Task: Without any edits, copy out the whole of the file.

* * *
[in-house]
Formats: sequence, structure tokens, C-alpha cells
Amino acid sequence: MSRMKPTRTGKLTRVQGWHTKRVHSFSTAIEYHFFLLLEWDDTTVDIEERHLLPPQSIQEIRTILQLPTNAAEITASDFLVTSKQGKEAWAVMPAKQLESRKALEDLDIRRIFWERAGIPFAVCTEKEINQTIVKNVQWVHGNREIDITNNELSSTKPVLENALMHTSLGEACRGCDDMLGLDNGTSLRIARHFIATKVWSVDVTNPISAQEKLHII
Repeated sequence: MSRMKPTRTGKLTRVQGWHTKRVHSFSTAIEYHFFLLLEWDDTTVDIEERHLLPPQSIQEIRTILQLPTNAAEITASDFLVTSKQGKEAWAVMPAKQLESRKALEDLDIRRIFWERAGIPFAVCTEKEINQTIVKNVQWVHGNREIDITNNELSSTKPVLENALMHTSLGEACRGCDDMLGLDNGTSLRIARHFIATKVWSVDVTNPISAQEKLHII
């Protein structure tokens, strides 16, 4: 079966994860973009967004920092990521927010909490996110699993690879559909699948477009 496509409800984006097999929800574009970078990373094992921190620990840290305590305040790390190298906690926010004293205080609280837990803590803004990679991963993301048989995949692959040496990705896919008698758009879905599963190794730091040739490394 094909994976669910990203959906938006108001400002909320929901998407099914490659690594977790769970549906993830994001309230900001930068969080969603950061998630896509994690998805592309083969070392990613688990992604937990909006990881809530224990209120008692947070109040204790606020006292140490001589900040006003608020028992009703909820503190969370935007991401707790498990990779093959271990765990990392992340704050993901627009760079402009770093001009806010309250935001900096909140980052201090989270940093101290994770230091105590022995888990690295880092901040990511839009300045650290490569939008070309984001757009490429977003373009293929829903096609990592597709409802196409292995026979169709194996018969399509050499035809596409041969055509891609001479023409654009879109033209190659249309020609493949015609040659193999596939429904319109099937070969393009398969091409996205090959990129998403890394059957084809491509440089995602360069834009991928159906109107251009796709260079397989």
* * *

[in-house]
Formats: sequence, structure tokens, C-alpha cells
Amino acid sequence: MSRMKPTRTGKLTRVQGWHTKRVHSFSTAIEYHFFLLLEWDDTTVDIEERHLLPPQSIQEIRTILQLPTNAAEITASDFLVTSKQGKEAWAVMPAKQLESRKALEDLDIRRIFWERAGIPFAVCTEKEINQTIVKNVQWVHGNREIDITNNELSSTKPVLENALMHTSLGEACRGCDDMLGLDNGTSLRIARHFIATKVWSVDVTNPISAQEKLHII
Repeated sequence: MSRMKPTRTGKLTRVQGWHTKRVHSFSTAIEYHFFLLLEWDDTTVDIEERHLLPPQSIQEIRTILQLPTNAAEITASDFLVTSKQGKEAWAVMPAKQLESRKALEDLDIRRIFWERAGIPFAVCTEKEINQTIVKNVQWVHGNREIDITNNELSSTKPVLENALMHTSLGEACRGCDDMLGLDNGTSLRIARHFIATKVWSVDVTNPISAQEKLHII
């Protein structure tokens, strides 16, 4: 079966994860973009967004920092990521927010909490996110699993690879559909699948477009 496509409800984006097999929800574009970078990373094992921190620990840290305590305040790390190298906690926010004293205080609280837990803590803004990679991963993301048989995949692959040496990705896919008698758009879905599963190794730091040739490394 094909994976669910990203959906938006108001400002909320929901998407099914490659690594977790769970549906993830994001309230900001930068969080969603950061998630896509994690998805592309083969070392990613688990992604937990909006990881809530224990209120008692947070109040204790606020006292140490001589900040006003608020028992009703909820503190969370935007991401707790498990990779093959271990765990990392992340704050993901627009760079402009770093001009806010309250935001900096909140980052201090989270940093101290994770230091105590022995888990690295880092901040990511839009300045650290490569939008070309984001757009490429977003373009293929829903096609990592597709409802196409292995026979169709194996018969399509050499035809596409041969055509891609001479023409654009879109033209190659249309020609493949015609040659193999596939429904319109099937070969393009398969091409996205090959990129998403890394059957084809491509440089995602360069834009991928159906109107251009796709260079397989």